So, what is SEO? Search Engine Optimisation is the science behind getting found on Google.
In lay-mans terms, it’s engineering your website so that it is presented to Google as being relevant to the search term and authoritative. And you want to be found on page 1! Page 2 is not second prize.
Maybe we should start a bit further back with an explanation of keywords and search terms…
When you go to Google to search for something – you enter what is known as your keyword or search term. Lets say you’re looking for a nearby mechanic to repair your diesel car. You might very well search for “Diesel car mechanic in Newry”. And you would be right to expect that Google would return a page of search results that match what you are searching for.
We all take this for granted. We use Google every day, to look up a product or service that we need – or just to answers to our children’s homework. Not many of us will take a moment to think about the complexity of what is going on within Google to provide us with those results.
It’s often said that content is king. But that’s not true. The searcher is king.
Google is ONLY interested in serving the most relevant search results to their customers – the people doing the search… they’re not interested in you, your business or your need for customers. Nothing else. Just their customers.
So, start with the search. What words or phrases are people searching for, when they’re looking for something directly related to your product or service?
You need to find out exactly what people are entering into the search box. Not what you think they’re asking. Not what you’d like them to ask – but find out exactly what they enter – word for word. Accuracy is important. The keyword research is a vital first task for the SEO.
As a “searcher”, we expect to be presented with relevant results to our search. And we will almost certainly get what we are looking for on page 1 of these results. What if we didn’t get what we wanted? What if the results that we were provided turned out to be a load of rubbish – spammy websites trying to sell us viagra, or irrelevant content abut the origins of the diesel electric train in the USA?
Now given that our experiences with Google search is that we get accurate, relevant information – we return to them again and again. We trust that they’ll give us the information that we need. However – if they started to provide rubbish info, we would go elsewhere to get our information.
To keep us coming back, Google will try to serve us with the most relevant and authoritative information.
I hope you now have a general understanding of what a keyword / search term is… (it’s the starting point for all SEO). As a business owner, hoping to be found on Page 1, you need to be aware of the terms that your prospective customers will be searching for. Some of these will be plainly obvious – such as the diesel car mechanic in the example above. But another searcher may enter “mechanic for Peugeot 308 HDi” – which is a diesel car – but their search is more specific. Our friendly mechanic may also be a specialist in Peugeot cars, and may want to be found by those clients.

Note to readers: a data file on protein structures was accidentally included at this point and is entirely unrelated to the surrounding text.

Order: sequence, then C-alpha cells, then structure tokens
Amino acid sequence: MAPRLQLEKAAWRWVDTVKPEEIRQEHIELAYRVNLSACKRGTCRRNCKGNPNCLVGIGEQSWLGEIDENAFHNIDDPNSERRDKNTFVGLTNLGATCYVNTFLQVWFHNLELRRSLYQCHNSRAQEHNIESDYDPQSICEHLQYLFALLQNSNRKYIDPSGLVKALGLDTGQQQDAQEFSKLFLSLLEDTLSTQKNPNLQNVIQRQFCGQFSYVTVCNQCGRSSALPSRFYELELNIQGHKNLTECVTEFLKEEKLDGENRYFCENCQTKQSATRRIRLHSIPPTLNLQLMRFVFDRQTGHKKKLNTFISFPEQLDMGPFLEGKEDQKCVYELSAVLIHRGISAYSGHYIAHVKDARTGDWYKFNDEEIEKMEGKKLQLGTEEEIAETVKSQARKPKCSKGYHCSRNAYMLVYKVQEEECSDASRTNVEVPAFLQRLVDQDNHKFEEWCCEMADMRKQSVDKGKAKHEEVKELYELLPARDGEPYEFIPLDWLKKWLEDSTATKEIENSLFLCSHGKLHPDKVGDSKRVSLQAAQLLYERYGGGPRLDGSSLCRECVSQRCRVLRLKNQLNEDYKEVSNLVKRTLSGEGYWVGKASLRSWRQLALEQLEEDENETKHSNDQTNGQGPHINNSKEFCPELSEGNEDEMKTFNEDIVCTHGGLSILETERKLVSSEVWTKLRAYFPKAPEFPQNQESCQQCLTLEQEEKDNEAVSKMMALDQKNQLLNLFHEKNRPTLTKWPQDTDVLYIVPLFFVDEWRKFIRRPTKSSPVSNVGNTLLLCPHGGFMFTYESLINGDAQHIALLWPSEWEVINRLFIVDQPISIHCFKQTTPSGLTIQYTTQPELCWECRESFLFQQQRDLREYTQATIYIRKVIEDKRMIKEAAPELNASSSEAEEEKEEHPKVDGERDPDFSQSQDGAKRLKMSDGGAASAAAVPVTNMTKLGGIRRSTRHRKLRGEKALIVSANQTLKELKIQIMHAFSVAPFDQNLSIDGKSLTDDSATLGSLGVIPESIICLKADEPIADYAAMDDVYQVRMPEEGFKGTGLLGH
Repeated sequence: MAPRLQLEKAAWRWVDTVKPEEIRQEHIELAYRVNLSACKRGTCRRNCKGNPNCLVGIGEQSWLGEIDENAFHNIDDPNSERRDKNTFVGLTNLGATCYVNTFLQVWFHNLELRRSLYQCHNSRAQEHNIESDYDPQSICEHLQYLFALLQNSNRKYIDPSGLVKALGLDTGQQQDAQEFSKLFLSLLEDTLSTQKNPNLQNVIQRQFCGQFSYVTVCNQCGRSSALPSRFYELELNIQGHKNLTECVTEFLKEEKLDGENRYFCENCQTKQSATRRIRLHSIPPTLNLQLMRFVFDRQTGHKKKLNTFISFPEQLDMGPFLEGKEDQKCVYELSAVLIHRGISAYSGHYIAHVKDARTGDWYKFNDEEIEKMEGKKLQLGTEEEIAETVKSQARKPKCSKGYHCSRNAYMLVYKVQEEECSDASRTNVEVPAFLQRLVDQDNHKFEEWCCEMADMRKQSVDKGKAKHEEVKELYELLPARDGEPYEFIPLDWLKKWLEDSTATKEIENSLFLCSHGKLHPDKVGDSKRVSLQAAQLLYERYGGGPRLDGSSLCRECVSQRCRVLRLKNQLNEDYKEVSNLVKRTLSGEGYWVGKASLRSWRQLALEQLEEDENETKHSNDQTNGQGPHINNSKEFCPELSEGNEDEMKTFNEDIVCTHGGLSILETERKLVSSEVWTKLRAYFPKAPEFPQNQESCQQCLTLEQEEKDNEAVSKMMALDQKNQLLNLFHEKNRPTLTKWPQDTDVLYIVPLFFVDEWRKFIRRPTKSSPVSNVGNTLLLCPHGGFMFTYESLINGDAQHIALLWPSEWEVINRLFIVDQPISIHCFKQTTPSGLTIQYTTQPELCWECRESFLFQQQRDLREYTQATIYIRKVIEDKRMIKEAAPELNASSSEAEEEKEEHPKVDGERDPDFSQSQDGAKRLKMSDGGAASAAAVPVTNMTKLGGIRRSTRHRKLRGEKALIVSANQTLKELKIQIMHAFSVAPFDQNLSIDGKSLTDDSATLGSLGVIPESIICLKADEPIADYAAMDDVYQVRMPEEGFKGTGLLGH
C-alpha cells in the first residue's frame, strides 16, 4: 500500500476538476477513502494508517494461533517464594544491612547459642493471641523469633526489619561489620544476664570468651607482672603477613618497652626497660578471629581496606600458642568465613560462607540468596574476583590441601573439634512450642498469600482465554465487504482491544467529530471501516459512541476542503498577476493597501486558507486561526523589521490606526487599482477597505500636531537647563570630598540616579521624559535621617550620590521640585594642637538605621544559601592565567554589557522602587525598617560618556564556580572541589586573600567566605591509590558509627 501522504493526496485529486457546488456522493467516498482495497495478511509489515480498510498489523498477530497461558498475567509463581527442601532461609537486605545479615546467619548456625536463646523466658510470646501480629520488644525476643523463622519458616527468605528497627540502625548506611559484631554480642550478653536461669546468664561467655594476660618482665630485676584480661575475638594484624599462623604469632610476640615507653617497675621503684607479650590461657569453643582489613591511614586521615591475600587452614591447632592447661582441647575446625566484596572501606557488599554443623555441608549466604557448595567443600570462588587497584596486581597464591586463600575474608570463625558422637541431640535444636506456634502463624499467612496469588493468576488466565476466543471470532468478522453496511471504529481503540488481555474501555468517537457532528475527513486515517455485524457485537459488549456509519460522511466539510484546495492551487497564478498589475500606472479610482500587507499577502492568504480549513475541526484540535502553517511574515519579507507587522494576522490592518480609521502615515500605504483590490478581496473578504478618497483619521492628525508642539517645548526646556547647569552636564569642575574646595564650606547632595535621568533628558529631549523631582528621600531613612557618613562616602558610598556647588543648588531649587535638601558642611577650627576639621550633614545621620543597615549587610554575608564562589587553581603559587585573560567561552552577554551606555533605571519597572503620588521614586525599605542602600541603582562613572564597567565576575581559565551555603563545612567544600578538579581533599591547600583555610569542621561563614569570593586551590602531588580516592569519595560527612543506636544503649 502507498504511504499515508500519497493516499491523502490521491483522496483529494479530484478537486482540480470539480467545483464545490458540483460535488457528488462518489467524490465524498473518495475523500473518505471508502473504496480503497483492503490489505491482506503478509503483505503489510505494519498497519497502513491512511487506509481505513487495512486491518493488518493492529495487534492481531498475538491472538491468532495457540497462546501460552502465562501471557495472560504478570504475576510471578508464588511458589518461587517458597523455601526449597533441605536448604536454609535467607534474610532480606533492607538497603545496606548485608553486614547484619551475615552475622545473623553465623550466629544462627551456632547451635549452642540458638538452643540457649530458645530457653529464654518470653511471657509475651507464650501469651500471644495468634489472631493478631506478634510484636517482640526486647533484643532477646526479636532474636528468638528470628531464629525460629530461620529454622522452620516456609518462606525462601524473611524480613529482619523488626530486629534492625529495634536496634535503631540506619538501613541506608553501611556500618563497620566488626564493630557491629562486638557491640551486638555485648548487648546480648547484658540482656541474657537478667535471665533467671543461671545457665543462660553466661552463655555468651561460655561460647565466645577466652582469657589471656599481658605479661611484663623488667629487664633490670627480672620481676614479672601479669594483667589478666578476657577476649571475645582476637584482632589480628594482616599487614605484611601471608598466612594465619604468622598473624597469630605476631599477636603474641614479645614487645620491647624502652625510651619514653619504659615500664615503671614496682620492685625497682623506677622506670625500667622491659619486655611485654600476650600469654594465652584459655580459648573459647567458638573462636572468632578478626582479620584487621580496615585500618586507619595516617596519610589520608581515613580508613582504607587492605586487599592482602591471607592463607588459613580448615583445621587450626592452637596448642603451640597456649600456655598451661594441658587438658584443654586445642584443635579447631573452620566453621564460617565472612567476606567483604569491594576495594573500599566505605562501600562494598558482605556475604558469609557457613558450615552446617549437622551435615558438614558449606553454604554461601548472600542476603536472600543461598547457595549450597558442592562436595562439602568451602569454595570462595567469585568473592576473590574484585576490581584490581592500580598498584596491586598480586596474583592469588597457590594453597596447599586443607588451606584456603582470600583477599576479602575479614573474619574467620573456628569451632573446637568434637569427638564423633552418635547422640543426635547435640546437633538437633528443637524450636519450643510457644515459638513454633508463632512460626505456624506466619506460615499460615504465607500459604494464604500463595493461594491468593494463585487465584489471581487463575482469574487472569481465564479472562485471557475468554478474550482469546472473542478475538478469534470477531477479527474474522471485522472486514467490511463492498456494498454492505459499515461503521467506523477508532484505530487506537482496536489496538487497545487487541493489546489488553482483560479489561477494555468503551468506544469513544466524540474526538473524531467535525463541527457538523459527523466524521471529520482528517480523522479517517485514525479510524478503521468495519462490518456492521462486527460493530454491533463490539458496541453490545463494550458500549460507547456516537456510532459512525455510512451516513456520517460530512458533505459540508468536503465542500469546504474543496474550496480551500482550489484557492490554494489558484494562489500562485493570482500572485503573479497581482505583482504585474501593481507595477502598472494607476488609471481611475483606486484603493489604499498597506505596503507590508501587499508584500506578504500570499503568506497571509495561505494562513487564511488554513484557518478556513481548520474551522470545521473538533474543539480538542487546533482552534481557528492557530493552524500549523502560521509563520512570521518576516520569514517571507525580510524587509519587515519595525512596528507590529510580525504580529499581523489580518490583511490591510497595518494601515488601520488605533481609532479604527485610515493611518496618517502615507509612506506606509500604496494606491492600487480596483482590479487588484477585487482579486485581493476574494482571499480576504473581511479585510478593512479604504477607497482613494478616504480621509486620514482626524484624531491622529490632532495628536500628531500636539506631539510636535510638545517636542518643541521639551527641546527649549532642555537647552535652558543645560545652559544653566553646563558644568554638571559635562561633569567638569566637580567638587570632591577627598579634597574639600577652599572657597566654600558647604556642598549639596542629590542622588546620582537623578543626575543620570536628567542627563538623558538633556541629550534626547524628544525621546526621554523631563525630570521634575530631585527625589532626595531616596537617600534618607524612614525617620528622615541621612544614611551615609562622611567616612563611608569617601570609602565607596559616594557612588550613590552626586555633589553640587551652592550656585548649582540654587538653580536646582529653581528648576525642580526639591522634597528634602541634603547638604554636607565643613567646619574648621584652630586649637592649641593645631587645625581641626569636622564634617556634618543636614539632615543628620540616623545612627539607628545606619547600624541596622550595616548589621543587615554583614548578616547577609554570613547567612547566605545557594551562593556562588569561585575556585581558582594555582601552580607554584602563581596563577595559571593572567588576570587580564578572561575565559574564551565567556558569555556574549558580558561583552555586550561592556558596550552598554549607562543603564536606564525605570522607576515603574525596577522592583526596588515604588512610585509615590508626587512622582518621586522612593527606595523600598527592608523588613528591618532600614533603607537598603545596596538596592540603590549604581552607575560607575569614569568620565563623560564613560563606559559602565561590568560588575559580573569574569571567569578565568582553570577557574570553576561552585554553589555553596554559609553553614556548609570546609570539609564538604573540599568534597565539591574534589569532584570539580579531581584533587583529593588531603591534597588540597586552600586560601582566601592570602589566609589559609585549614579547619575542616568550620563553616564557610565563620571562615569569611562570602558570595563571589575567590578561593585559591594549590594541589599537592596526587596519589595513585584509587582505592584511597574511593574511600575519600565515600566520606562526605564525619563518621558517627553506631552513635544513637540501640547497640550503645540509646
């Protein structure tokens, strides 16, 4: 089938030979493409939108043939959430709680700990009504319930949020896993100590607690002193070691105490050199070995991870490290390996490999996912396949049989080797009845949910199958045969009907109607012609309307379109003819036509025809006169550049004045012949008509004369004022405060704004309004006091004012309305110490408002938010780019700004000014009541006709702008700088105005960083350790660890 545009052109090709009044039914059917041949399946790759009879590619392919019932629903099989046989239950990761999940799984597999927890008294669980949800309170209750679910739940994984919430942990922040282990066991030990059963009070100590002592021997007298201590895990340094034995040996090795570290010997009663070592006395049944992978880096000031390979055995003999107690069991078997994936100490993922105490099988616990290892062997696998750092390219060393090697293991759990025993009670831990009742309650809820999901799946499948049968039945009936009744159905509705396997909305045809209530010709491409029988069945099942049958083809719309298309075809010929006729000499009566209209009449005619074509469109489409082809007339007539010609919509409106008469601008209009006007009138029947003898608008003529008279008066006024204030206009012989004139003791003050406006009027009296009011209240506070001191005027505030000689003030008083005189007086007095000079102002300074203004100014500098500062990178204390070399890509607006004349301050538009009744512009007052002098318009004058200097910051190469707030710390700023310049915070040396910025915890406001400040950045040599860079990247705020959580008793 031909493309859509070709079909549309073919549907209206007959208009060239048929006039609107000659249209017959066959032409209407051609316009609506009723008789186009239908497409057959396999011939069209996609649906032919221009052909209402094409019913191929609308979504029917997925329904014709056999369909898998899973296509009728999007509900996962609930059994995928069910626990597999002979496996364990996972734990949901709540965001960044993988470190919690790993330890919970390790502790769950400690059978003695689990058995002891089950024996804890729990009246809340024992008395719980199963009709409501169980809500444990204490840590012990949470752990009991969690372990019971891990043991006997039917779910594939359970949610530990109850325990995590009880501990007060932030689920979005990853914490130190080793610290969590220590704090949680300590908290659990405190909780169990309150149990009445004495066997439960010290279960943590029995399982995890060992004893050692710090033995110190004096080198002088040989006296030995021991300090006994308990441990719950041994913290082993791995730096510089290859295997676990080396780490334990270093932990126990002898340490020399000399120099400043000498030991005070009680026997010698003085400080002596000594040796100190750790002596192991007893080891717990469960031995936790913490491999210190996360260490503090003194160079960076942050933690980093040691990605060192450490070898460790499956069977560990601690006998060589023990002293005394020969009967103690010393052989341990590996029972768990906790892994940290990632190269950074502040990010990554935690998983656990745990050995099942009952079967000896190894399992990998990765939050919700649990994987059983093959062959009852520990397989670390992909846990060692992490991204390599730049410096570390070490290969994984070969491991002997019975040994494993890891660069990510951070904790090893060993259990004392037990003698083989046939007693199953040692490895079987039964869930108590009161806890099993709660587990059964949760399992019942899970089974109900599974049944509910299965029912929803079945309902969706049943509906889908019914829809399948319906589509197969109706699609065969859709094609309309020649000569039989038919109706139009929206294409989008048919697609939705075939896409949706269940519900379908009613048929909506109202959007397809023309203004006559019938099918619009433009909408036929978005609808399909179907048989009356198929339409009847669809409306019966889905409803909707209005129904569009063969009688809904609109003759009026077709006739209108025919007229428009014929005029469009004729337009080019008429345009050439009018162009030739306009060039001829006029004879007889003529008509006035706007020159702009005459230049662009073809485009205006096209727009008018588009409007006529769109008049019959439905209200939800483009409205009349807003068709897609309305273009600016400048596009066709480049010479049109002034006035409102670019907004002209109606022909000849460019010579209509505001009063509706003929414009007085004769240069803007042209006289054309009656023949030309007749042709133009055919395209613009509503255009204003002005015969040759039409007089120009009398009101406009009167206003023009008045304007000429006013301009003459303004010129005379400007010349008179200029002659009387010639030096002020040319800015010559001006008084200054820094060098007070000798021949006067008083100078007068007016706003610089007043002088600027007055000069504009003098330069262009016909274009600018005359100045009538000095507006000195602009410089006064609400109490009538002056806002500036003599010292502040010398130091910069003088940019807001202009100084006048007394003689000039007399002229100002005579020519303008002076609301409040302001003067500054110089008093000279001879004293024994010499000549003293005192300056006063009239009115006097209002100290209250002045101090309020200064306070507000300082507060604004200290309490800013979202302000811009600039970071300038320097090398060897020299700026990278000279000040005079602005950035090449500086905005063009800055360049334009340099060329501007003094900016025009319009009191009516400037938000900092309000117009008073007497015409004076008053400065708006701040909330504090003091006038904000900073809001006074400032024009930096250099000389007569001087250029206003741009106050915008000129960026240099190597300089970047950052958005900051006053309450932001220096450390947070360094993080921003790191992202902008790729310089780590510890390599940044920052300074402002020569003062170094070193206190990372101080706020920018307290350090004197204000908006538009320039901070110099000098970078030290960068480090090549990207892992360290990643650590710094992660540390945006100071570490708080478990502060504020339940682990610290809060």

Having made a list of all the search terms and keywords, you should have your website content written to include these terms. You may be able to include several terms in one article – as long as they are all related. Once the content has been written, it needs to be SEO optimised for Google. This simply means that the piece of content may need a re-write to make sure that the keyword appears often enough to be recognised as meaningful. The content piece needs to be seen as relevant to the search. Your SEO will help get this right for you – actually – this is a key role for the SEO.
The optimisation will also include setting appropriate heading tags and meta data. A description is written and placed in the coding. It is this brief description that will appear below the URL (web address) in the search results. The heading tags and meta data provide the relevance information to Google and the description provide the relevancy and reason to click for the reader. The description should be thought of as the advert for your content.
In addition to providing for search term relevance – such as “diesel car mechanic” or “Peugeot HDI mechanic” – you will want to provide Geographic relevance. Especially if you provide a local service – such as the car mechanic does. Our mechanic in Newry will want to gt calls from people in Newry who need him, not calls from someone in London or Edinburgh. Geographic relevance can be provided for in your address in the contact page, by embedding a map in the site and by adding Geo tags to your photographs. You can also add geo schema to your website – but that’s probably too advanced for the local business owner audience.
If you’re thinking about how to get more new business enquiries and more customers – or SEO – get in touch – even if it’s only for a friendly chat. We don’t bite.
Fill out the contact forme below and hit SEND! Chat soon. Thanks Adrian.